North Africa – Show #2
Explorers have often been puzzled by the diminishing size of cut stone that has been found in cities built atop of each other over the years. In the earliest times, masons cut remarkably gigantic blocks.
The city of Lixus in Morocco, North Africa, is generally regarded as Carthaginian, but at the ruins there are at least three levels of construction representing totally different cultures. The top (latest) layer is Roman, and beneath it Carthaginian, yet below that is a style representing a yet unknown civilization.
Like the pre-Incan masonry in Peru, this bottom style incorporates huge massive stones and the peculiar precise (earthquake proof) polygonal style similar to Sacsahuaman, where one great stone remaining in the outer wall is 8.5 metres high and estimated to weigh over 360 tons.
As a follow-up to the pilot in Malta (which demonstrates in other parts of the world there are huge structures requiring great skill and knowledge that exist that were built long before the Egyptian pyramids were erected, and in fact that have other oddities surrounding them), North Africa is an excellent – yet huge – location to visit next. This would likely require the team to split up to illustrate our key points:
- Traditional history: Roman and Carthaginian ruins (atop more ancient blocks)
- Legendary history: The Canaries’ Guanches were descended from Atlantis
- Mythological history: Creationism and The Berbers (Kabyls), as well as the Osirians*
- Alternative history: Pre-Desert African migrations to The Americas
We know that the Sahara used to be entirely lush and fertile throughout the entire last Ice Age. However, the region quickly began to dry out and people began to move over 14,000 years ago. It is interesting to note that when the Ice Age covered the northern hemisphere the Atlantic Ocean flowed quickly in a great circle. As evidenced by the Aboriginal arrival in Australia 50,000 years ago, trans-Atlantic crossings were quite likely in these later pre-historic times.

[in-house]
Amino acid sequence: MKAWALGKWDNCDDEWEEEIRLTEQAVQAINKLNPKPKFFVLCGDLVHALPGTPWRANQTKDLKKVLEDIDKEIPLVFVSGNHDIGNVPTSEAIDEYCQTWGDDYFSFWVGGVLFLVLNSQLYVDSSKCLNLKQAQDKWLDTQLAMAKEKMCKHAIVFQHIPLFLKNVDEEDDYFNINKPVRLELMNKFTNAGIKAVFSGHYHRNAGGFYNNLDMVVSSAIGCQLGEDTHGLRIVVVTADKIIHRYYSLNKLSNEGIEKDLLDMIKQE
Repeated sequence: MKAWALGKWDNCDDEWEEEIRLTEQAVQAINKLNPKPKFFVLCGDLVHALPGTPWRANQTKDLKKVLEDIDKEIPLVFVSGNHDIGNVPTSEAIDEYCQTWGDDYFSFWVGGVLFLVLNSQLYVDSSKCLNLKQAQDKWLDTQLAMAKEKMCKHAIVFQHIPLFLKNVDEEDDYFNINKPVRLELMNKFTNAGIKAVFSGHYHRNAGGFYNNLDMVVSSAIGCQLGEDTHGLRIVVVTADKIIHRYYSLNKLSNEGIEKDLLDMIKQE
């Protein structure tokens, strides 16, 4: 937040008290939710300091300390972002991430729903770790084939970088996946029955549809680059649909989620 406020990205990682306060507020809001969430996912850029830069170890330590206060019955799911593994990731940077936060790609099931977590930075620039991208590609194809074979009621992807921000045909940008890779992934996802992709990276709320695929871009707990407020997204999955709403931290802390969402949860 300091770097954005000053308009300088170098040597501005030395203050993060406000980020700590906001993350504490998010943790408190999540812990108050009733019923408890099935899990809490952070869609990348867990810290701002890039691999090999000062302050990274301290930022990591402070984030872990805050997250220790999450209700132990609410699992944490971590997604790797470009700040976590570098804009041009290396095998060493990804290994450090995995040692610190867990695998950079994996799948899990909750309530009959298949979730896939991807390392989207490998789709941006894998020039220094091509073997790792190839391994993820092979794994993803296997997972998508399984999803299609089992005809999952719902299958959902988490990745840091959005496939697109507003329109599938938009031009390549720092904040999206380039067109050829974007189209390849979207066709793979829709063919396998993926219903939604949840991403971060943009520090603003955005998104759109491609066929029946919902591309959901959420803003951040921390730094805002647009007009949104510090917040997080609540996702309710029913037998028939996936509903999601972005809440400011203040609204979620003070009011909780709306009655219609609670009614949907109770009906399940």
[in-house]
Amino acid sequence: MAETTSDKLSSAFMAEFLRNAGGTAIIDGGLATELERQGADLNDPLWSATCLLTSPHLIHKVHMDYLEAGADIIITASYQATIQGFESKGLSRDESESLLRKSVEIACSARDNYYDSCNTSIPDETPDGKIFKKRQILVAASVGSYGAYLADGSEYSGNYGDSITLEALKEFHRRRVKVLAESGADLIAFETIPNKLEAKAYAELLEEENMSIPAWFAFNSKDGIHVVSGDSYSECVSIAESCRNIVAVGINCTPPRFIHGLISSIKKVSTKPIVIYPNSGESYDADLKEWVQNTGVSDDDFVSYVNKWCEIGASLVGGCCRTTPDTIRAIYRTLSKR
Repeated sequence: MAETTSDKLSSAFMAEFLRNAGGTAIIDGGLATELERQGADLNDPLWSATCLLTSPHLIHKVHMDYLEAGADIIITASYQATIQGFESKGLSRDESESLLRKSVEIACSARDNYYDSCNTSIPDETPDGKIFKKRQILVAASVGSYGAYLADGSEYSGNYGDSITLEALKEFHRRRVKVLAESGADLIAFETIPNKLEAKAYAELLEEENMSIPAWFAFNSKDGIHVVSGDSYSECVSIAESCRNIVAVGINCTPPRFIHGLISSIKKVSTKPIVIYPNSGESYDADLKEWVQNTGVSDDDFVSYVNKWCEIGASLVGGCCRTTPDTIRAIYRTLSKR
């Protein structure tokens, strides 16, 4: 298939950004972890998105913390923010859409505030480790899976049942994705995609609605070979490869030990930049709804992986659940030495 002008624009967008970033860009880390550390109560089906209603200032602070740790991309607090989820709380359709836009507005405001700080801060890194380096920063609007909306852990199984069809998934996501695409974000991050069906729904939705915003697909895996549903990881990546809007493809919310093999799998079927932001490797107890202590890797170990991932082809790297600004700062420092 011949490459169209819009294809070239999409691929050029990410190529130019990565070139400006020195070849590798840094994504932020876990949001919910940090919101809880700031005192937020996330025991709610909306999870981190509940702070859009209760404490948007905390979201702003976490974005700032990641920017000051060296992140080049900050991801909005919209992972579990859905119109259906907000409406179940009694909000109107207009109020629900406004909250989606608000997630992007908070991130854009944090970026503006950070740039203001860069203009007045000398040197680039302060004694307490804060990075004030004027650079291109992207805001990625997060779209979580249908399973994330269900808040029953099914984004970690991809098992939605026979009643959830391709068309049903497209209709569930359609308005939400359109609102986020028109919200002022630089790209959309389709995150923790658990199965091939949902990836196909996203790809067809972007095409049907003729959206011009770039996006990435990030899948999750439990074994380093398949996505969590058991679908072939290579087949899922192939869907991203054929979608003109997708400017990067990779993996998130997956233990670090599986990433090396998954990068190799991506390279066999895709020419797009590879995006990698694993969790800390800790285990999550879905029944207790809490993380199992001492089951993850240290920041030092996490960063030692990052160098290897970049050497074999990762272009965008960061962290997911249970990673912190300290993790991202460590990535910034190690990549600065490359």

These theories are supported by (a) the Canaries’ now-extinct “blonde-haired” pyramid builders, the Guanches, (b) archaeological similarities found in Lixus to those at Sacsahuaman in South America, (c) epigraphy, via Barry Fell**, (d) climatology – and Greenland’s core samples, and (e) geology.
* Emigrating and bringing knowledge from the East, the Osirians, an ancient colonizing civilization pre-dated dynastic Egypt, which explains the strange megalithic remains found throughout the Mediterranean, including the Sphinx. The Nile River came out of Africa back then, as it does today, and was called the River Styx. However, instead of flowing into the Mediterranean Sea at the Nile Delta in northern Egypt, it continued into the valley, and then turned westward to flow in the deepest part of the Mediterranean Valley. It was here the river had created a large lake before flowing out between Malta and Sicily, south of Sardinia and into the Atlantic at Gibraltar (the Pillars of Hercules). A final tragic global upheaval, enabled a catastrophic change in the water levels that eventually flooded the Mediterranean Basin to its present levels, destroying the Osirian’s great cities and forcing them to move to higher ground.
It is an archaeological fact that there are more than 200 known sunken cities in the Mediterranean. Egyptian civilization, along with the Minoan and Mycenaean in Crete and Greece are remnants of this great culture. These civilizations long ago built huge earthquake-proof megalithic structures. Some researchers believe the famed cart tracks of Malta, which go over cliffs and under water, may well be part of some ancient Osirian tramline, possibly taking quarried stone to now submerged cities.
** Harvard professor (the late) Barry Fell believed – based on epigraphic evidence – that the Polynesians were descended from Libyans in the service of Egypt, working as sailors to Egyptian gold mines in Sumatra, and even Australia and elsewhere. He also believed that many Melanesians are the descendants of Negro slaves used as workers in the gold mines. Fell even went on to call the dialect used by the Zuni Indians of the American south-west as Maori script and maintained the Maoris may be related to the Zuni Indians and their own “Maori” language.